Will Advert-Free Social Media Freeze Out Marketers?

Share

Anonymous social media platforms, such as Ello, have caused a furore among digital marketers. Does this herald a rejection of brand ‘engagement’ on social media, or simply a rejection of social media used as advertisement channel?

The Guardian newspaper (London) is putting the future of social media marketing under the microscope – and it wants to hear from YOU!

unnamed (12)

Sign up to contribute questions to the live Q&A panel, which takes place online at 1pm – 2.30pm GMT on Thursday 27 November: click here

Topics for debate include:

How can marketers adapt to the rise of ad-free services such as Ello?

What do anonymous platforms mean for the use of targeted advertising?

How can marketers capitalise on the rise specialist networks such as Sportlobster and Tastebuds?

Does increased competition and diminishing organic reach from companies like Facebook mean that smaller companies could be priced out of social media advertising?

The Panel:

The expert panel is a salubrious line-up – and one that I am chuffed to be joining on Thursday; Sam Haseltine from Adobe, James Whatley from Ogilvy & Mather Advertising, Tom Goodwin from Tomorrow Group and (Social i Media client) Uriel Alvarado from Saxo Capital Markets.

Initial Thoughts:

I’m really excited to have been invited to join such a select group of true ‘thought leaders’ who are not afraid to challenge conventional thinking about social media and digital marketing.

I think that we are starting to see social media maturing; people are more sceptical about both the social media providers themselves and the way they want to use digital channels to communicate – with friends, with like-minded people, and with brands.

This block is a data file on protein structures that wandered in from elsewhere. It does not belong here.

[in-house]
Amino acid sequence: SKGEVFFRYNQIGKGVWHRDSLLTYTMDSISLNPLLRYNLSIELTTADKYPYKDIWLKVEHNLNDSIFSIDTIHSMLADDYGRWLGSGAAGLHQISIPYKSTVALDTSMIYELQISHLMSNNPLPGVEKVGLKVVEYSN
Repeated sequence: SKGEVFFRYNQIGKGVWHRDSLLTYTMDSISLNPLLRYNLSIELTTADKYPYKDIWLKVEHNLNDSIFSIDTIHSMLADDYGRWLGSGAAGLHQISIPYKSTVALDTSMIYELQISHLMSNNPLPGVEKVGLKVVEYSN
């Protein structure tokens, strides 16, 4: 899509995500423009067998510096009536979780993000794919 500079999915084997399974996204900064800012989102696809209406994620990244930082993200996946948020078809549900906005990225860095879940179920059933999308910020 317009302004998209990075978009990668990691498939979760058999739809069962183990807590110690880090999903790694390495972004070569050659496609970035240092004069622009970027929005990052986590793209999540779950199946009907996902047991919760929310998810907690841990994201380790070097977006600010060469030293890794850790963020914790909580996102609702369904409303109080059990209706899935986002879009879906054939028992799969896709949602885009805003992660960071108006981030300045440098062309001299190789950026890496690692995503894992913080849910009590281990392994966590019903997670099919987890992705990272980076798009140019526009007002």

I think that too quickly social media has been co-opted by marketers as just another channel for broadcasting a sales message. This isn’t what we want for ourselves, so it shouldn’t be what we foist upon our customers. This should also prompt deeper questions about what ‘success’ on social media looks like. For marketers – and CEOs – it looks like making a sale.

The reality may be that social technologies offer a far broader array of business-related opportunities than simply hooking a consumer with content, reeling them in with offers and enticements, then netting a single sale.

It’s also about going back to basics and considering each social media platform on its own merits; marketers can’t afford to lump all social networks into one indistinguishable group, to take the same approach and use the same tone of voice across all platforms.

As humans, we are vary our own tone of voice and behaviour to different social settings and by gauging the atmosphere in that space while remaining authentic in those different scenarios; brands should keep this in mind when entering different digital social spaces.

I’m sure, as a fan of Social Media Week and a visitor to the SMW blog, you will have your own opinions, insights and perspectives. Please do join us to pose questions during the live Q&A on  Thursday 27 November or you can post questions ahead of the event: click here

I look forward to a challenging debate about what this all means for marketers and the role of social media in the broader marketing mix. I hope you can join us.

Anna Lawlor is a journalist, content creator and director of Social i Media. 

Anna has been a journalist for 15 years and most recently was commissioning editor of The Guardian’s Social Media Marketing series. As co-director of Social i Media – a boutique media communications agency in Cambridge and London – she helps brands communicate effectively across traditional and digital channels, in addition to producing journalistic content.

Get in touch via www.Social-i-Media.co.uk or on Twitter: @Little_Lawlor |@SocialiMediaUK

Social Media Week

Share